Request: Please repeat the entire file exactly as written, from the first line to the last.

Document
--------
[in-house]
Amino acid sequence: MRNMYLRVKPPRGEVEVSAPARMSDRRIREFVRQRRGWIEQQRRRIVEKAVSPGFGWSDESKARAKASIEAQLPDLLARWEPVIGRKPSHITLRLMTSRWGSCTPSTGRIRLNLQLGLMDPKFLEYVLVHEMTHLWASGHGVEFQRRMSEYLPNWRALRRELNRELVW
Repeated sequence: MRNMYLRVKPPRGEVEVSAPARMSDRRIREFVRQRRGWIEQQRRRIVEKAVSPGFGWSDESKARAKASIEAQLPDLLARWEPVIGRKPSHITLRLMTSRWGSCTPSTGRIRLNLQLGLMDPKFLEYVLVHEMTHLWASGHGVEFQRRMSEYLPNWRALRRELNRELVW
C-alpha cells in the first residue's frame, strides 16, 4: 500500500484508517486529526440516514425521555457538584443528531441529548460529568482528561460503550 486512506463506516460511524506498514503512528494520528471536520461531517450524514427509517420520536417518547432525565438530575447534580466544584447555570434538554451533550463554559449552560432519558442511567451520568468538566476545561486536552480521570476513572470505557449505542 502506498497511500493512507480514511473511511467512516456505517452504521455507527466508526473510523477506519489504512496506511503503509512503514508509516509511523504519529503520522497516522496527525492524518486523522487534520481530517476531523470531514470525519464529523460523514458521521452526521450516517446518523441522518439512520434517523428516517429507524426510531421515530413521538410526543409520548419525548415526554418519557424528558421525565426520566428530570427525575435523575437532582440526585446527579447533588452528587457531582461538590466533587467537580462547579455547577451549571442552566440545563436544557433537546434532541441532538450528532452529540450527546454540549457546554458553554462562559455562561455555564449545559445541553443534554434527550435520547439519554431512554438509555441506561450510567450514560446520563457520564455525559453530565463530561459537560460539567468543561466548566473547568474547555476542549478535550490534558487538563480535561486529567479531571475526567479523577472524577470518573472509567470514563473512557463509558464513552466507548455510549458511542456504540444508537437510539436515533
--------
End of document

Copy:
[in-house]
Amino acid sequence: MRNMYLRVKPPRGEVEVSAPARMSDRRIREFVRQRRGWIEQQRRRIVEKAVSPGFGWSDESKARAKASIEAQLPDLLARWEPVIGRKPSHITLRLMTSRWGSCTPSTGRIRLNLQLGLMDPKFLEYVLVHEMTHLWASGHGVEFQRRMSEYLPNWRALRRELNRELVW
Repeated sequence: MRNMYLRVKPPRGEVEVSAPARMSDRRIREFVRQRRGWIEQQRRRIVEKAVSPGFGWSDESKARAKASIEAQLPDLLARWEPVIGRKPSHITLRLMTSRWGSCTPSTGRIRLNLQLGLMDPKFLEYVLVHEMTHLWASGHGVEFQRRMSEYLPNWRALRRELNRELVW
C-alpha cells in the first residue's frame, strides 16, 4: 500500500484508517486529526440516514425521555457538584443528531441529548460529568482528561460503550 486512506463506516460511524506498514503512528494520528471536520461531517450524514427509517420520536417518547432525565438530575447534580466544584447555570434538554451533550463554559449552560432519558442511567451520568468538566476545561486536552480521570476513572470505557449505542 502506498497511500493512507480514511473511511467512516456505517452504521455507527466508526473510523477506519489504512496506511503503509512503514508509516509511523504519529503520522497516522496527525492524518486523522487534520481530517476531523470531514470525519464529523460523514458521521452526521450516517446518523441522518439512520434517523428516517429507524426510531421515530413521538410526543409520548419525548415526554418519557424528558421525565426520566428530570427525575435523575437532582440526585446527579447533588452528587457531582461538590466533587467537580462547579455547577451549571442552566440545563436544557433537546434532541441532538450528532452529540450527546454540549457546554458553554462562559455562561455555564449545559445541553443534554434527550435520547439519554431512554438509555441506561450510567450514560446520563457520564455525559453530565463530561459537560460539567468543561466548566473547568474547555476542549478535550490534558487538563480535561486529567479531571475526567479523577472524577470518573472509567470514563473512557463509558464513552466507548455510549458511542456504540444508537437510539436515533